Christmas driving dangers are plentiful and I'm not just talking about the weather. Here's our list of pitfalls and what you can do to avoid them.
Think about the time that you set off, particularly on Christmas Eve as the roads will be full of fellow travellers. Also, this year Christmas Eve falls on a Wednesday and Christmas Day on a Thursday, regular working days so you have to take into account that the roads will be very busy. A journey that normally takes 2 hours may take three times as long, so allow plenty of time and set out earlier or later. Check with the AA and RAC for advice before setting out.
Plan your journey well and schedule stops in that allow comfort breaks for you and your fellow passengers, especially in wintry weather so you can get hot food and drinks to keep you going. Make sure you and your passengers have snacks and drinks in the car anyway. Don't forget fluids for the car too!
Packing kids and cars into cars is troublesome enough but you also have to include presents and other stuff. Be security conscious and don't leave wrapped or unwrapped presents in cars in full view at any time. Keep them in the boot out of sight.
Christmas can be a very stressful time and adding in travelling issues can make you less patient and tolerant on the road. So take a deep breath and avoid getting into road rage altercations. Plan ahead and make sure that you have enough fuel and food as fuel stations and shops will be closed and running out of petrol or feeding hungry children will just create more arguments.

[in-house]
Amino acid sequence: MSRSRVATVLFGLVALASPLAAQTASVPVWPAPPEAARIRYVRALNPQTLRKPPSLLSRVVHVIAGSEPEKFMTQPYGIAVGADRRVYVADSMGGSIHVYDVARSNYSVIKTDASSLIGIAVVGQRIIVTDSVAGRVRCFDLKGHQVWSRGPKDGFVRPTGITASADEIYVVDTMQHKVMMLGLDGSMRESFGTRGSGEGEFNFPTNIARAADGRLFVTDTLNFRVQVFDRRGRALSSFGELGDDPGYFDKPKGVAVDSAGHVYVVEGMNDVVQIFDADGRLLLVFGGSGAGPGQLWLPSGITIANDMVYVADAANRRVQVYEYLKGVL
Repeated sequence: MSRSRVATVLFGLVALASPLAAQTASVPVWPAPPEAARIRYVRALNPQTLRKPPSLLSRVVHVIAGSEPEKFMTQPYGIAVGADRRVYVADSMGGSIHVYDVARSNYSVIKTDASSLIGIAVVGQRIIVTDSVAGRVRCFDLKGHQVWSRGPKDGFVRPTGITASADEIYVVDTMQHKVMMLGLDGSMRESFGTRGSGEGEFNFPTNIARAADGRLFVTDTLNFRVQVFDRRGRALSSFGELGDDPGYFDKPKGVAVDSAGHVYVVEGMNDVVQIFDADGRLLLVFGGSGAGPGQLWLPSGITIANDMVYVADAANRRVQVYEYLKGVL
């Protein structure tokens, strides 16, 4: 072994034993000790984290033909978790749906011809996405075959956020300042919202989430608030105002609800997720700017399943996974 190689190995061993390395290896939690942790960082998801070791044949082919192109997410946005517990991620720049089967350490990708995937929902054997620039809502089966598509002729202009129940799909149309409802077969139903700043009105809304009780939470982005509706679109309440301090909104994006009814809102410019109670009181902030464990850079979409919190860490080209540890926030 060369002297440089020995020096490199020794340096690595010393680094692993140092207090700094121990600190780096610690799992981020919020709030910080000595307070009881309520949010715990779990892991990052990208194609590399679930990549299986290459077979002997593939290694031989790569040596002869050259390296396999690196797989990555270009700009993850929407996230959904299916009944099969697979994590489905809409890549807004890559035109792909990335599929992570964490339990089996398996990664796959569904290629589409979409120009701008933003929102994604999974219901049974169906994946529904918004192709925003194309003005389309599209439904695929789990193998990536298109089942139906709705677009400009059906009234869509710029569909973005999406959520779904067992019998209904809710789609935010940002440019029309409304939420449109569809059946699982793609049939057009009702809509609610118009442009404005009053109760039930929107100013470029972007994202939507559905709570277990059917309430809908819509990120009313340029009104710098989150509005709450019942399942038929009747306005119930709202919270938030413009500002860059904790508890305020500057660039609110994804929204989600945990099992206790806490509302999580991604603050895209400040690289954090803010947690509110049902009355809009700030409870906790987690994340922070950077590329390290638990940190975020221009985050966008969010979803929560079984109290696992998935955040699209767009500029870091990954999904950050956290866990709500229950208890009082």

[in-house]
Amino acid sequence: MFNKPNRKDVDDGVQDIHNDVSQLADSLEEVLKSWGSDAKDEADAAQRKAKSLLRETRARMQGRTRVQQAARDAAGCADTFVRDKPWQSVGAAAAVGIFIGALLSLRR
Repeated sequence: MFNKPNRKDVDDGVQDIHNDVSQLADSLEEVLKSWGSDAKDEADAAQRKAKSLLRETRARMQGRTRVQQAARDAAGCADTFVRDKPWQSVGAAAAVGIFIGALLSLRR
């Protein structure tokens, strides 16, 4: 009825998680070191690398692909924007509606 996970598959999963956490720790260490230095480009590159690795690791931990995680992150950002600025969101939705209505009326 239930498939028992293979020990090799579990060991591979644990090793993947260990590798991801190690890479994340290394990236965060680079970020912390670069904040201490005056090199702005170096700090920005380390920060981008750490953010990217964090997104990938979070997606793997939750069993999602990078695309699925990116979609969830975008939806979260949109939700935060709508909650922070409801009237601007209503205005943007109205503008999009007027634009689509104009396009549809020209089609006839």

Drink driving is more prevalent at this time of year so watch out for any erratic drivers and stay clear. If you are worried about other drivers call the police to voice your concerns. Look at your own driving habits and make sure that you are being safe and sensible. Due to the increase in drink driving be aware that more police are monitoring the roads to catch drink drivers. So don't even have one for the road with your host before leaving.
Pedestrians are another danger zone. They also could be drunk and unpredictable and appear out of nowhere in the dark. Even sober pedestrians can be a danger, if they slip on ice, gritty or very wet road so make sure they have crossed the road safely before you move off.
Be aware of the impact of the weather on the roads and driving skills - yours and other people's. Heavy rain or snow are much more likely. Don't set out in heavy snow, wait till it subsides or stop in a safe place to see if conditions improve. Gritted roads can still be covered in snow again and grit salt can be a problem itself as temperatures change. Salt crystals restrict the amount of tyre that touches the road and reduces grip so be careful. Watch out for black ice which is invisible to the human eye, take your time, go slow and change your accelerating and braking to cope with the icy conditions.
Give your car some TLC and make sure that you let the engine warm up gently if it hasn't been used much over Christmas. Cold weather can make metal brittle so parts are vulnerable to breaking.
Our next newsletter will be full of advice on being prepared for driving in bad wintry weather, do look out for it.